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Mayo Substitute for Tuna

Mayonnaise is a thick and creamy sauce made from egg yolks, vinegar or lemon juice, oils, and seasoning. The mixture is whisked rapidly and oil is added drop by drop till this glorious, multipurpose sauce, forms. The mixture can be cream, white or pale yellow.  The taste depends on the process of production, usually, mayonnaise is sweet with a small tang due to the vinegar/lemon juice.  The major nutrients in mayo include vitamin E, vitamin K, and carbs. Health benefits range from conditioning hair to strong nails and healthy skin. There is hardly anyone who hasn’t used or heard of mayonnaise. Fun fact: mayonnaise was invented by a French chef named Duc de Richelieu in the year 1756.

Packed with omega-3 fatty acids and protein, tuna is the perfect pick for lunch or an afternoon snack. But smothering your tuna sandwich with mayonnaise isn’t healthy. Just 1 tablespoon of mayo has more than 90 calories and 10 grams of fat. Use a healthy mayonnaise substitute to defeat the dryness without forfeiting flavor and nutrition.

Other Recipes That Call For Mayo

Chicken and Broccoli Casserole with Mayo

Chicken Salad with Grapes, Strawberries, and Apples

Healthy Crustless Broccoli and Ham Quiche

Tuna Rotini Pasta Salad

Posh Squash (Zucchini and Yellow Squash Casserole)

Mayo Substitute for Tuna

Mayo gives a tuna sandwich richness that is hard to beat. But with the calorie count of mayonnaise only a few points below butter, at about 188 calories for 2 tablespoons compared to butter’s 204 calories, it makes sense to look for alternatives. Luckily, there are plenty of creamy, flavorful, lower-calorie alternatives for you to pair with mayo and reduce its hefty calorie count. You can still have a tasty, lower-calorie tuna sandwich with just a few tweaks. 




If you like the taste of avocados, the creamy green fruits can also substitute for mayo when you’re trying to eat healthily. Although they don’t have the naturally tangy flavor of mayonnaise, they offer a subtle taste that pairs well with a variety of ingredients. A ½-cup portion of pureed avocado has just 180 calories, more than 7 grams of fiber, and more than 13 grams of healthy unsaturated fats, which protect against heart disease. These types of fats not only lower unhealthy LDL cholesterol levels but also raise healthy HDL cholesterol levels. Avocados also pack a powerful punch of calcium, potassium, magnesium, and vitamins A and K.

Cottage Cheese

Cottage Cheese


Straight from the carton, cottage cheese might seem like a questionable substitute for thick and creamy mayo. But with a few simple steps, you can turn the chunky cheese into a creamy condiment. Cover a bowl with cheesecloth, plop the cottage cheese on top and let it drain overnight. In the morning, just beat the remaining curds with an electric mixer until smooth. Low-fat cottage cheese is nutritionally similar to yogurt, with just 10 calories and less than 0.2 grams of fat per tablespoon. However, it has a much saltier flavor, so you’ll probably be able to use less of it without sacrificing taste.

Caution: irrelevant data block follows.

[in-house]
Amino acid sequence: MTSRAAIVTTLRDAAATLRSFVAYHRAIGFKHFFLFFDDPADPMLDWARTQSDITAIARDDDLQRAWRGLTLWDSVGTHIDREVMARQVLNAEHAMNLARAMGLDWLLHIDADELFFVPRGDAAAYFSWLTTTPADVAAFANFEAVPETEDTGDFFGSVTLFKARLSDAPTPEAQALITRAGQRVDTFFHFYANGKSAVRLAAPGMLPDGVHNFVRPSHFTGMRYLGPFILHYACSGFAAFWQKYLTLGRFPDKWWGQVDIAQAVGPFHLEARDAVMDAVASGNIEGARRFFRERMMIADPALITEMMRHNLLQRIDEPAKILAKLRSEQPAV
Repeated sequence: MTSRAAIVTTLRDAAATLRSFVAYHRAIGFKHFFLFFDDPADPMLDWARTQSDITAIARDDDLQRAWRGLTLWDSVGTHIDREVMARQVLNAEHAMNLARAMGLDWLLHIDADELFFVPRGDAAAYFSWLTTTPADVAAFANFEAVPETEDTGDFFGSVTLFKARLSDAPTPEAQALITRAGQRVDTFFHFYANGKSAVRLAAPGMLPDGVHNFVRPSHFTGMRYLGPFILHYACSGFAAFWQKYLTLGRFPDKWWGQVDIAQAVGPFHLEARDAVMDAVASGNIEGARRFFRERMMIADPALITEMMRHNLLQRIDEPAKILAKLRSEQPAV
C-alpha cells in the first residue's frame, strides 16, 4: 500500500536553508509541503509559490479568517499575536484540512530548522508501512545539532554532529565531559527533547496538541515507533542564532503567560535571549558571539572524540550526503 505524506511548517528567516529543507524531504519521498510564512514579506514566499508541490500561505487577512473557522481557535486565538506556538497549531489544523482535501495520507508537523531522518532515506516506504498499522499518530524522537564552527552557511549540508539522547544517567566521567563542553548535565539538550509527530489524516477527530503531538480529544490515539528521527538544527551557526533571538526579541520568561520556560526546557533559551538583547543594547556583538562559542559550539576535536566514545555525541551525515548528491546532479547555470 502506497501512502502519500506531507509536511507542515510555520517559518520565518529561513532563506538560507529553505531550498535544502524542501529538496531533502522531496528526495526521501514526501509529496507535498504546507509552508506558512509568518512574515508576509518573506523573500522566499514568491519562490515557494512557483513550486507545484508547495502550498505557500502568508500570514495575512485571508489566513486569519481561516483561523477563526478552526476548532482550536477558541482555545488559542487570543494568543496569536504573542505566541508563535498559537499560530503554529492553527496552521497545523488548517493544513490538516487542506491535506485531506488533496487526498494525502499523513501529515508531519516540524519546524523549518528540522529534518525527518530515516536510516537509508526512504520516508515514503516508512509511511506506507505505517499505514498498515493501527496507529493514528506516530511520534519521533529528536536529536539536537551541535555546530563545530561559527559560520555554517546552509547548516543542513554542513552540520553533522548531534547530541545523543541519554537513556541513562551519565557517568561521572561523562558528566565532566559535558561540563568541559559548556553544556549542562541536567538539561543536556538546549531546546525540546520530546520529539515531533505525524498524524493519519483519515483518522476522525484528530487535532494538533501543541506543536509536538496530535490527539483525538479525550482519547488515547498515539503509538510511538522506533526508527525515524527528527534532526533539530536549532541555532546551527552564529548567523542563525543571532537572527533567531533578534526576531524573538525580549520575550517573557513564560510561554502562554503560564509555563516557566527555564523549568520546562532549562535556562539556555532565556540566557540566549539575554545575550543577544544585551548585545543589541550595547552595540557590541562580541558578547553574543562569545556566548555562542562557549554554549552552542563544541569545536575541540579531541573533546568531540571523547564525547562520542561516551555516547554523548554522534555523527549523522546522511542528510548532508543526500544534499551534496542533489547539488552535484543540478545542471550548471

This substitute is fluffy and thick, like mayo. Like the avocado, you can swap mayo for hummus on sandwiches, and there’s no chance this chickpea-based dip will turn brown on you (plus, no wait time for ripening!). Save 65 calories, 8.5g fat, and 25mg sodium per tablespoon. Bonus: an extra gram of protein and fiber. Make a Mediterranean-style tuna salad with hummus instead of mayo. The hummus will perfectly play up all those tasty olives and capers.

Frequently Asked Questions (FAQs)

Is mayonnaise a superfood?

It is safe to say this. Mayonnaise operates as a rich source of Omega-3 fatty acids, and each component of the condiment brings more nutritional benefits. The base of olive oil is good for digestion, the lime or lemon juice offers vitamin C, and the eggs deliver protein to promote healthy muscles and tissues growth. So, yes, mayo can be said to be a superfood.

Is mayonnaise bad for the brain?

Yes, it is. Saturated fats lead to inflammation throughout the body and fatty buildup in the arteries. This blockage can result in low or no supply of blood to the brain cells, this, in turn, causes severe damage to the brain.

Is mayonnaise good for diabetes?

Yes, it is. This condiment is greatly discouraged for having too much fat, however, if you get a good mayonnaise made with olive oil (instead of regular oil), and stick to just one serving or less per day, mayo can be a diabetes-friendly choice. The trick is to measure before spreading to avoid too much consumption.

Mayonnaise is a creamy and silky condiment enjoyed in everything from burgers to cakes to casseroles. So, whether you run out, want to cut back on calories, hate the taste, or follow a vegan diet, consider the content of this list as they are the best substitutes out there!